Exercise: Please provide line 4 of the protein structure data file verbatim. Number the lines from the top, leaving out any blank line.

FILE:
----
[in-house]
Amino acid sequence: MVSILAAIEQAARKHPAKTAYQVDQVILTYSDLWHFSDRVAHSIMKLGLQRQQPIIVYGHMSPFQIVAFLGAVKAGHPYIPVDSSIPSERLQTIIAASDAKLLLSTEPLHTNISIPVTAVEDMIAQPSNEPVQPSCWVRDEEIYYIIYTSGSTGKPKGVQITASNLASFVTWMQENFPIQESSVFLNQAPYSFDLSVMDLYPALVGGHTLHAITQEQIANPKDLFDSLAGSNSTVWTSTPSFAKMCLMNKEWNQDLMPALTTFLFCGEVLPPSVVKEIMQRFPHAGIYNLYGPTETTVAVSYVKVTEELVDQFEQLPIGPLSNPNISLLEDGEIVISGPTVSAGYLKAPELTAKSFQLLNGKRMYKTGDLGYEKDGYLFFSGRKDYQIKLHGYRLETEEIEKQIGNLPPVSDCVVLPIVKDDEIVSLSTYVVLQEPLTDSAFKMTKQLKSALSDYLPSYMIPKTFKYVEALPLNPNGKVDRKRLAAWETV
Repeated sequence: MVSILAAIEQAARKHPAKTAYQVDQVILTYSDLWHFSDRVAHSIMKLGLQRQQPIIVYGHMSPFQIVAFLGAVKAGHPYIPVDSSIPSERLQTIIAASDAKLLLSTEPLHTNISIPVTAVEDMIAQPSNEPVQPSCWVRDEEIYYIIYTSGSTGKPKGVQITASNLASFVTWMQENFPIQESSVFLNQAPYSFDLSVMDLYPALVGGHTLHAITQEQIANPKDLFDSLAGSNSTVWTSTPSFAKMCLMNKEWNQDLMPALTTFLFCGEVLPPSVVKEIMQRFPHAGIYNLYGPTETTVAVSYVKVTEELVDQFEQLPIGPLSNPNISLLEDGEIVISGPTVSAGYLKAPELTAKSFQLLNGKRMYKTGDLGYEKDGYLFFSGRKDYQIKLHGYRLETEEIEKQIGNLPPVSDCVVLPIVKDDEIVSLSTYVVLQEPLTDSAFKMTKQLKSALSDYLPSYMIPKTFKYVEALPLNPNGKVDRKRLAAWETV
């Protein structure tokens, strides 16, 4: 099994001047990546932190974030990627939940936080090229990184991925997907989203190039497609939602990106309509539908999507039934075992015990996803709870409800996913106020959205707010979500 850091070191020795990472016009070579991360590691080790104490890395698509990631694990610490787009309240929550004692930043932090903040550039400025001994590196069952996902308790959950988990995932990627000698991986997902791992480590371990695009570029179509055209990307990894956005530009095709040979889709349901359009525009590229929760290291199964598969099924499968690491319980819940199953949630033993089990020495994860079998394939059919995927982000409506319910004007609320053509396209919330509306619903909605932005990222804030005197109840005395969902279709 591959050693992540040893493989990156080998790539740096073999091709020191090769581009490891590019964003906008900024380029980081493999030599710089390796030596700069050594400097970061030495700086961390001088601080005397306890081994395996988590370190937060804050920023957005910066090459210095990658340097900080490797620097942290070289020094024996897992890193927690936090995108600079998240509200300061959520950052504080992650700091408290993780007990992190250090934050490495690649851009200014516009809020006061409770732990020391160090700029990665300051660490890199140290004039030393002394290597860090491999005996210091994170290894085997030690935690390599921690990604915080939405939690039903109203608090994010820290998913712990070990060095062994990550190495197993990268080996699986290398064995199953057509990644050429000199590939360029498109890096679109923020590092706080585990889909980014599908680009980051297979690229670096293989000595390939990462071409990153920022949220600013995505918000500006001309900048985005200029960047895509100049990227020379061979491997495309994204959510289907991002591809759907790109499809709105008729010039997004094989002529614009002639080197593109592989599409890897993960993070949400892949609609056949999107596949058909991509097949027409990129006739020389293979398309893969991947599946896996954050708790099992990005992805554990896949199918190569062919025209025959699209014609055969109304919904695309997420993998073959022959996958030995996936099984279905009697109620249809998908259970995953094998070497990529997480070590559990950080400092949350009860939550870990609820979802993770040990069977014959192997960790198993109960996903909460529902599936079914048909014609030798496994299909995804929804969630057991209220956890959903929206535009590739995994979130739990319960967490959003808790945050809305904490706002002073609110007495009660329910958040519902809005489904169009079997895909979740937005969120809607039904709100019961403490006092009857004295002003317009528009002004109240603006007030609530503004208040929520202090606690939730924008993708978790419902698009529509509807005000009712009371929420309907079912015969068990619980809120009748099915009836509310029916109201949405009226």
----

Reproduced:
């Protein structure tokens, strides 16, 4: 099994001047990546932190974030990627939940936080090229990184991925997907989203190039497609939602990106309509539908999507039934075992015990996803709870409800996913106020959205707010979500 850091070191020795990472016009070579991360590691080790104490890395698509990631694990610490787009309240929550004692930043932090903040550039400025001994590196069952996902308790959950988990995932990627000698991986997902791992480590371990695009570029179509055209990307990894956005530009095709040979889709349901359009525009590229929760290291199964598969099924499968690491319980819940199953949630033993089990020495994860079998394939059919995927982000409506319910004007609320053509396209919330509306619903909605932005990222804030005197109840005395969902279709 591959050693992540040893493989990156080998790539740096073999091709020191090769581009490891590019964003906008900024380029980081493999030599710089390796030596700069050594400097970061030495700086961390001088601080005397306890081994395996988590370190937060804050920023957005910066090459210095990658340097900080490797620097942290070289020094024996897992890193927690936090995108600079998240509200300061959520950052504080992650700091408290993780007990992190250090934050490495690649851009200014516009809020006061409770732990020391160090700029990665300051660490890199140290004039030393002394290597860090491999005996210091994170290894085997030690935690390599921690990604915080939405939690039903109203608090994010820290998913712990070990060095062994990550190495197993990268080996699986290398064995199953057509990644050429000199590939360029498109890096679109923020590092706080585990889909980014599908680009980051297979690229670096293989000595390939990462071409990153920022949220600013995505918000500006001309900048985005200029960047895509100049990227020379061979491997495309994204959510289907991002591809759907790109499809709105008729010039997004094989002529614009002639080197593109592989599409890897993960993070949400892949609609056949999107596949058909991509097949027409990129006739020389293979398309893969991947599946896996954050708790099992990005992805554990896949199918190569062919025209025959699209014609055969109304919904695309997420993998073959022959996958030995996936099984279905009697109620249809998908259970995953094998070497990529997480070590559990950080400092949350009860939550870990609820979802993770040990069977014959192997960790198993109960996903909460529902599936079914048909014609030798496994299909995804929804969630057991209220956890959903929206535009590739995994979130739990319960967490959003808790945050809305904490706002002073609110007495009660329910958040519902809005489904169009079997895909979740937005969120809607039904709100019961403490006092009857004295002003317009528009002004109240603006007030609530503004208040929520202090606690939730924008993708978790419902698009529509509807005000009712009371929420309907079912015969068990619980809120009748099915009836509310029916109201949405009226």